The drivel that comes through – “what’s a vendor?“, “I don’t know if we’re getting email or not“, “do I have to tell anyone, or can I just restart the server?” – each of which can be answered simply: dictionary, I think you do, and yes you can.

If you don’t know what a vendor is, you probably shouldn’t be working anywhere in the supply stream, and let’s face it – we ALL work somewhere in the supply stream, no matter what we do for a living. Go home early, you’re really not contributing in the constructive manner expected of you.

Not sure if you’re getting mail or not? Really? Shall we visit that uncertainty using a not so gentle example of parallelism? If you’re not sure whether you’re being punched in the face by a rabid Alpaca wearing spandex and a cape, odds on you’ve either been punched so much/hard that it’s a wonder you’re still in a fit state to even postulate such a thing, or you’re not. It’s quite simple. Or, if this helps: check your server queues, internet connection, or – heaven forfend – your fucking inbox!

Do you have to tell anyone? This is a tricky one, and I suppose the answer depends on any number of things – your love of grammatical construction, how long you wish to remain in your current employ, and the observational skills of those in a position to terminate said employ, to mention but a few. Think about the position you’re in, as a system admin. You’re responsible for a server that a large number of individuals connect to throughout the working day, and which hosts a system that itself is responsible for recording and progressing the IT Change Management process for your entire organisation. Now think carefully about your question, just one more time.

Sweet Christ in a wok – I ask you!

Some of them even start with “Bob did tell me before, but I can’t remember“, or “which one’s the help key? I pressed what I thought it was but just got sent to a web site“. Yes, that was the ON-LINE HELP, you twat!!

“F1 motherfucker! Learn for yourself – it’s YOUR JOB!!” is what I want to shout at them, but I don’t. Instead, I just simply hang my head, in homage to Eyore, and pray for the speedy arrival of 5 o’clock. Or death. Today, I have a preference, and yes, it’s probably death.

Oh wait, it’s 5 o’clock.

Killing a Zombie isn’t Complicated…

“Killing a zombie isn’t complicated, it’s just hard…

So, for the sake of argument, say you have a zombie in front of you and you want to kill it. Well the best, quickest, and easiest thing to do is sever the connection between its brain and the rest of the body. This may not actually kill the host, but not even the zombie bacteria can move a host once its brain stem is hacked or its neck is snapped. Now, say you have two or more zombies standing there and you want all of them dead and you don’t really have any practical zombie-killing experience to draw on. In that case you might try pulling out your large-caliber hand-gun and shooting them in the heart. You could try for the face, but unless you hit the brain stem or blow out some really enormous chunks of gray matter, they’re gonna keep coming after you. So just go for the heart. Explode the heart and the machine can’t run no matter how hard the bacteria works. You could also strangle, drown or burn or blow up or hang or chop up or push from a tall building your average zombie. As long as you stop the heart or the brain or just cause massive physical trauma, you’re gonna kill the thing. But we’re talking about finding a quick and easy method here. So my advice is use a gun and a lot of bullets, just like if you were trying to kill your wife or husband.”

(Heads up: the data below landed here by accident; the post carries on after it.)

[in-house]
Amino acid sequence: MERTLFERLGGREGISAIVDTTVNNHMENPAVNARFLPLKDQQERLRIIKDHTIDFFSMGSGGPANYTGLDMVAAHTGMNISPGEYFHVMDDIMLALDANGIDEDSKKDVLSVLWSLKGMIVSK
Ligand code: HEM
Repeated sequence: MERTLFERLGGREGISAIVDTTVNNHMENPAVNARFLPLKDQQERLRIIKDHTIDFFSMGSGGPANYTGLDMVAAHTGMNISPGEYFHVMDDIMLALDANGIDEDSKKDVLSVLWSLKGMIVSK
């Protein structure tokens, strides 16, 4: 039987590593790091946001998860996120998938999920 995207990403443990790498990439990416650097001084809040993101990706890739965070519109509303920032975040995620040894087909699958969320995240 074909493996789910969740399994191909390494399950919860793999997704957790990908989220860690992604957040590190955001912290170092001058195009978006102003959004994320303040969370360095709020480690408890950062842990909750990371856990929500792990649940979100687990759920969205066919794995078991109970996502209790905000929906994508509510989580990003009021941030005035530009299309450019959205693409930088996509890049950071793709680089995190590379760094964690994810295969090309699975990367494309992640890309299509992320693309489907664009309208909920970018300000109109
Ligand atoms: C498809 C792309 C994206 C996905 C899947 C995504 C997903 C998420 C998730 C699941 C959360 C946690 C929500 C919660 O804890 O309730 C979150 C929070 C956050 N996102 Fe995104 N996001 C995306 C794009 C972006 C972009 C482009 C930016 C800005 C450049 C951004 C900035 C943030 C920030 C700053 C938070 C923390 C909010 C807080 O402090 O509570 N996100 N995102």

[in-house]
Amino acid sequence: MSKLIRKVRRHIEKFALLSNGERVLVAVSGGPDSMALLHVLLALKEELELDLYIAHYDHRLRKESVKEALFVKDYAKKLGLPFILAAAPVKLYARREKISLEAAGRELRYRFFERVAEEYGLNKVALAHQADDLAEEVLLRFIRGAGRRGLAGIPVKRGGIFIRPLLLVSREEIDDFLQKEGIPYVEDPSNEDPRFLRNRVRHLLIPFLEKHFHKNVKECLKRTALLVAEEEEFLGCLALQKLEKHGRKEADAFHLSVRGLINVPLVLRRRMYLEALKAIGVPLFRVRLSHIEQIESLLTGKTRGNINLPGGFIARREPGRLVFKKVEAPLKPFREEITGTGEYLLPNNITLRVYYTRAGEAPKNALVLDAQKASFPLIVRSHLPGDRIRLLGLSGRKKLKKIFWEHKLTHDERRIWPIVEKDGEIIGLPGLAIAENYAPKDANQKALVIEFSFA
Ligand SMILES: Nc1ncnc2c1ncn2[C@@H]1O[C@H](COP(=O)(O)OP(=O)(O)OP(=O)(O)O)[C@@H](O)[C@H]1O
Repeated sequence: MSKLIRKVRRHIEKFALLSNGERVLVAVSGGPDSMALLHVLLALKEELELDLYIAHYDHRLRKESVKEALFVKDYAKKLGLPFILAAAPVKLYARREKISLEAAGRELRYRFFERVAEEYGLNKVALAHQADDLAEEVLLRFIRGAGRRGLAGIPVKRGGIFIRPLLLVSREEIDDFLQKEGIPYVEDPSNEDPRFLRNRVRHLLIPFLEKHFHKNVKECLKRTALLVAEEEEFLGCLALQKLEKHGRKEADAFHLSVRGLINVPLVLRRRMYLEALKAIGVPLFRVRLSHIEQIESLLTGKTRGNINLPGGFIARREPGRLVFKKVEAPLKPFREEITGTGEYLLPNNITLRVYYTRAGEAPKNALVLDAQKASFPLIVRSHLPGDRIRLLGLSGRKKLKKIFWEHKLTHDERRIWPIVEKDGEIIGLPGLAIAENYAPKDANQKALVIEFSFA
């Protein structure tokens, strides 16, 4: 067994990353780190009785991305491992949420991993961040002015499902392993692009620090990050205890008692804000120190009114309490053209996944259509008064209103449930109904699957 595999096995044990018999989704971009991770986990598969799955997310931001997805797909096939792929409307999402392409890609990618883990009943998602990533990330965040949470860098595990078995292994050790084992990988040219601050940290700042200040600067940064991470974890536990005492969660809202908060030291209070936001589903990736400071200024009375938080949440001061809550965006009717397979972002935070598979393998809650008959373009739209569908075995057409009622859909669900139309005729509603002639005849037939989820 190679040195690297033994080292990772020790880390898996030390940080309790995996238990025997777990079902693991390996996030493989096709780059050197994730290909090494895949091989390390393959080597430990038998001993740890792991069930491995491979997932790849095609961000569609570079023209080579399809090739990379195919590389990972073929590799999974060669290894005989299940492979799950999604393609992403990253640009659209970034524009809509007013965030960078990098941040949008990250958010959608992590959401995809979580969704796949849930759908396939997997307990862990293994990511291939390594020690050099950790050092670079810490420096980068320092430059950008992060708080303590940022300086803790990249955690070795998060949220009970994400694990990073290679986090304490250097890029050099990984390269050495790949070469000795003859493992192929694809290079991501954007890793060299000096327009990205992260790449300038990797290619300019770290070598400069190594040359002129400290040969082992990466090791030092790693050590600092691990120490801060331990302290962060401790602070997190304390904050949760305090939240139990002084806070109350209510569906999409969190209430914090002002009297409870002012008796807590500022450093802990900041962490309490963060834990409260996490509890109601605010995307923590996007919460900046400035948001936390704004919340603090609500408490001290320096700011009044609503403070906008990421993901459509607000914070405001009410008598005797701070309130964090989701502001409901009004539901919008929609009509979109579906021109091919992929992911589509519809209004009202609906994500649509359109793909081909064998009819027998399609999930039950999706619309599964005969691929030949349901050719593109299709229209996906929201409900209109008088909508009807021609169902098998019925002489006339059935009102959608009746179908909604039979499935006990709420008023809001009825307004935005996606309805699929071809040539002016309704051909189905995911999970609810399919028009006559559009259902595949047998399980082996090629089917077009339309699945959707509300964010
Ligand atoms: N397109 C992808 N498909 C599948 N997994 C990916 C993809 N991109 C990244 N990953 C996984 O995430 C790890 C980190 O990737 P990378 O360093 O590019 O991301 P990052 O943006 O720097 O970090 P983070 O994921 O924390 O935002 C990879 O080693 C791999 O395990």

From Already Dead, by Charlie Huston, 2005


It’s Really Not First Class – an Open Letter to the Royal Mail

Dear slovens

I appreciate the stress that doing a job of work can sometimes cause, and fully understand that quite often there is the utterly justified reluctance to do the work one is being paid for, so it is with absolutely no surprise I find that you consistently fail to deliver my post on time, and even to the slack standards you have set yourselves.

To wit, one letterbox sized packet marked “Urgent and Perishable” which, when sent First Class (an oxymoron of the most erudite wit, if ever there was a candidate!), took a full eight days to arrive. This is a weekly, scheduled, package, which almost never arrives on time, and even if it does then it’s only by what must be sheer accident of scheduling.

I have to say that I don’t really irk at the recent price hikes, but what I really do take umbrage with is the fact that there really is no value for money in the service you provide. If you deem a service to be “first class”, and require a commensurate level of remuneration for it, then first class it really must be. Most organisations have SLAs with their customers, and many of those have penalties or some form of compensatory remediation, available upon breach of said SLA. something you might want to think about. No, wait – strike that – something you would NEVER want to think about, given your current approach to delivery schedules.

Could it be that the delivery address is a business park? Is that an issue for you, or is it just me that you can’t be arsed to deliver on time to? I’ve written to the sender each time this occurs (oh, did I not say – this is a regular occurrence!), recommending that they choose an alternative mail delivery provider. Oh wait, you have sole responsibility for the national delivery of mail. Sounds a little like a monopoly to me, especially in this day and age.

Or, it could just be down to our miserable postie, who opens the door and throws our post in, even when it’s covered in “FRAGILE” tape. He’s a love, a real charmer.

Oh, and now you want to give my post to my drug-addled skank neighbours (who, I have to be fair, are actually neither – for now). No, that’s not what you’re paid to do, and I don’t believe it warrants the moniker “first class”.